A philosophical coffee break

A philosophical coffee break

I thought today, I’d stay with yesterday’s theme, and explore the question of ‘what you were born to do’ a bit more. I know it might seem a little heavy, but roll with it. Grab yourself a coffee (or tea if you prefer), and engage in a little bit of philosophy.

I’ve always liked the concept of there being a function or a purpose for entities. It seems neat, tidy and simple to think about. And if you have a purpose as a human then that gives you something to work towards…a formula for living a fulfilling life if you like.

But is there such a thing? A purpose for humans? Is it universal or is it individual? How can you achieve it?

Well, as usual, different schools of thought will give you different answers.

Aristotle wrote about the notion that everything has a final cause, or an ultimate purpose. This can be determined by the nature of that thing (e.g what it is made of), the form of it (e.g what it looks like and how it is shaped), the way it came to exist (e.g did someone make it, did it grow itself). Once all these are taken into account you can determine the ultimate purpose (or the final cause as Aristotle put it). Aristotle felt that a human’s purpose was to achieve happiness, but also morality, balance, and organisation.

Those who follow Judaism and Christianity believe that the purpose of a human is to achieve the will and plan that God has made for them. This is less about happiness and more about understanding God’s will and plan as it is set out in the Bible, and then endeavouring to be obedient to that. Although some do believe that doing so will naturally bring happiness and peace.

Hindus believe that part of the purpose of humans is to pay the debt they have to the Gods. They thus perform all sorts of religious duties throughout their life to achieve this.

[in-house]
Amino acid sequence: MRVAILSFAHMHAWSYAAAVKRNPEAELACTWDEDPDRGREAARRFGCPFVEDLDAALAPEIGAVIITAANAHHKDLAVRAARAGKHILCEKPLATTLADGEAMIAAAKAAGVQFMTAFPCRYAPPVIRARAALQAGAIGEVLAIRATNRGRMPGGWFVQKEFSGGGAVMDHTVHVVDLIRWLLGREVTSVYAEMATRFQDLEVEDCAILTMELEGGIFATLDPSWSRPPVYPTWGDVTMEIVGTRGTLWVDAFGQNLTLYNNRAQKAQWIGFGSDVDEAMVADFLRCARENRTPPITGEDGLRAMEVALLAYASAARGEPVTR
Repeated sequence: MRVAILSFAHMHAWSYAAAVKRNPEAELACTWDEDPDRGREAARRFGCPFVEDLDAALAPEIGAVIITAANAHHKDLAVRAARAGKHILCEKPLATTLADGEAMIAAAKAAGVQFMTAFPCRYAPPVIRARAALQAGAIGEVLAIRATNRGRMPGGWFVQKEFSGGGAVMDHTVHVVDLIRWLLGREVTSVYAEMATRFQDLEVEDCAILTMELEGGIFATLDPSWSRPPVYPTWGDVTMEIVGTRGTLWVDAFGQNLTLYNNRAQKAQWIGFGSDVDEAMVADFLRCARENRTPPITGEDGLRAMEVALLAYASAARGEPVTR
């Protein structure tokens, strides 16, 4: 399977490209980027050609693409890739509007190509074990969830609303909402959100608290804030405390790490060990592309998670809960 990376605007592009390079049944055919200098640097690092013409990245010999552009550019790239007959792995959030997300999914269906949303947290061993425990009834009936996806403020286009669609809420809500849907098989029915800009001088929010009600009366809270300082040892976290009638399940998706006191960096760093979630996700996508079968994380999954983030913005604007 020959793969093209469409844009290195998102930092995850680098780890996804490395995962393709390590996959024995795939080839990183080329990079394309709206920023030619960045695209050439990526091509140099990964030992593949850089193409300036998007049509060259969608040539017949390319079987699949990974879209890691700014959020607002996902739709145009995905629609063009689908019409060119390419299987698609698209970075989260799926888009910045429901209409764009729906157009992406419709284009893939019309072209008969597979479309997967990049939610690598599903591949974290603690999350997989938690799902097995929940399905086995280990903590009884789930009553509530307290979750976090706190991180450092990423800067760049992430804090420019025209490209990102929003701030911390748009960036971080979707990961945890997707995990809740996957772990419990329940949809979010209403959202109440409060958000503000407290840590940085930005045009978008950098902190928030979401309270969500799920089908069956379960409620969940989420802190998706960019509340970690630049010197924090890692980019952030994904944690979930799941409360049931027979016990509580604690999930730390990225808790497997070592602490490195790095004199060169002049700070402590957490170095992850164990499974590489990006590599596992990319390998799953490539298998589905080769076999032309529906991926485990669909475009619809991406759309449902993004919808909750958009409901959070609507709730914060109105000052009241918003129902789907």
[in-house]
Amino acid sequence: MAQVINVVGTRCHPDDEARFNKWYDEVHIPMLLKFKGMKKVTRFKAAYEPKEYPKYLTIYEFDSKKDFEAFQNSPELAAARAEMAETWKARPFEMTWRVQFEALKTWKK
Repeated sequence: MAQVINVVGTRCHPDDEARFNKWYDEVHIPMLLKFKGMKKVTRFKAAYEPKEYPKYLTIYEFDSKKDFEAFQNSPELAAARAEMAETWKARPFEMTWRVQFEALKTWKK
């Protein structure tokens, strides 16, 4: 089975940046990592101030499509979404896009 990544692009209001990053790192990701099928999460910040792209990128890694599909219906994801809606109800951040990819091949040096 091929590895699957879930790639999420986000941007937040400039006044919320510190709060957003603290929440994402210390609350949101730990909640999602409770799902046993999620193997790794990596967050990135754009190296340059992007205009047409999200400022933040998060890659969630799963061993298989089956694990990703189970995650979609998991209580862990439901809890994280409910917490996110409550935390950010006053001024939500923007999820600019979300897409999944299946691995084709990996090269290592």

A Buddha is an enlightened one. For Buddhists, the purpose of humanity is to achieve enlightenment, wisdom and ethical perfection. There are many interpretations of this of course, but it is said that this purpose can be achieved by freeing oneself of one’s desires, as they can be a distraction and a cause of suffering. Without the vicious cycle of selfish desire, a human can be more focused on being altruistic and helping others.

According to Sikhs the purpose of a human is to become one with God. To do this, a human must work hard developing positive qualities like kindness and compassion. These are said to bring the soul closer to God.

There are many many more ideas and concepts of course, but in the interest of keeping this short and sweet as I promised, these will suffice for today.

And now over to you: what do you think the purpose of humans is? Is there one at all? Please feel free to post in the comments, and I’ll see you tomorrow, for something, perhaps, a little lighter.

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Katerina Faulds